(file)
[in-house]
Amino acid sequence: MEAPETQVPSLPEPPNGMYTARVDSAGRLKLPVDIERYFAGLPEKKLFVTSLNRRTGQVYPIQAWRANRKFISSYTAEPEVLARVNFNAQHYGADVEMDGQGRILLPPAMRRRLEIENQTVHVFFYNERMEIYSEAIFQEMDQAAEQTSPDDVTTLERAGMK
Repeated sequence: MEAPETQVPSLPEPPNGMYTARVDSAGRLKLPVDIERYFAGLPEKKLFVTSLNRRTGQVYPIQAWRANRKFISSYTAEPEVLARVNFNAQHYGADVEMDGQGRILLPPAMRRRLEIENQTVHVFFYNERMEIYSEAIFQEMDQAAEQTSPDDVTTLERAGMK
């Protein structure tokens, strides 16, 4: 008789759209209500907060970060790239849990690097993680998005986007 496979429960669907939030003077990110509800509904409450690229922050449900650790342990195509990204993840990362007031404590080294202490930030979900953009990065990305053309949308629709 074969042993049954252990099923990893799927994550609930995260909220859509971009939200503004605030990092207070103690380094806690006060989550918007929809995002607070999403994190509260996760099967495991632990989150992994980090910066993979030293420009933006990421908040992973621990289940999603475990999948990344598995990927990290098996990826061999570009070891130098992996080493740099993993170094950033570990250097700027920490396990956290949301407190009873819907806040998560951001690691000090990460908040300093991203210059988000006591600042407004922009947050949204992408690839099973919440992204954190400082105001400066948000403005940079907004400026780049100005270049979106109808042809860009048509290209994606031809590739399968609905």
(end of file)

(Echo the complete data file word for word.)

[in-house]
Amino acid sequence: MEAPETQVPSLPEPPNGMYTARVDSAGRLKLPVDIERYFAGLPEKKLFVTSLNRRTGQVYPIQAWRANRKFISSYTAEPEVLARVNFNAQHYGADVEMDGQGRILLPPAMRRRLEIENQTVHVFFYNERMEIYSEAIFQEMDQAAEQTSPDDVTTLERAGMK
Repeated sequence: MEAPETQVPSLPEPPNGMYTARVDSAGRLKLPVDIERYFAGLPEKKLFVTSLNRRTGQVYPIQAWRANRKFISSYTAEPEVLARVNFNAQHYGADVEMDGQGRILLPPAMRRRLEIENQTVHVFFYNERMEIYSEAIFQEMDQAAEQTSPDDVTTLERAGMK
């Protein structure tokens, strides 16, 4: 008789759209209500907060970060790239849990690097993680998005986007 496979429960669907939030003077990110509800509904409450690229922050449900650790342990195509990204993840990362007031404590080294202490930030979900953009990065990305053309949308629709 074969042993049954252990099923990893799927994550609930995260909220859509971009939200503004605030990092207070103690380094806690006060989550918007929809995002607070999403994190509260996760099967495991632990989150992994980090910066993979030293420009933006990421908040992973621990289940999603475990999948990344598995990927990290098996990826061999570009070891130098992996080493740099993993170094950033570990250097700027920490396990956290949301407190009873819907806040998560951001690691000090990460908040300093991203210059988000006591600042407004922009947050949204992408690839099973919440992204954190400082105001400066948000403005940079907004400026780049100005270049979106109808042809860009048509290209994606031809590739399968609905």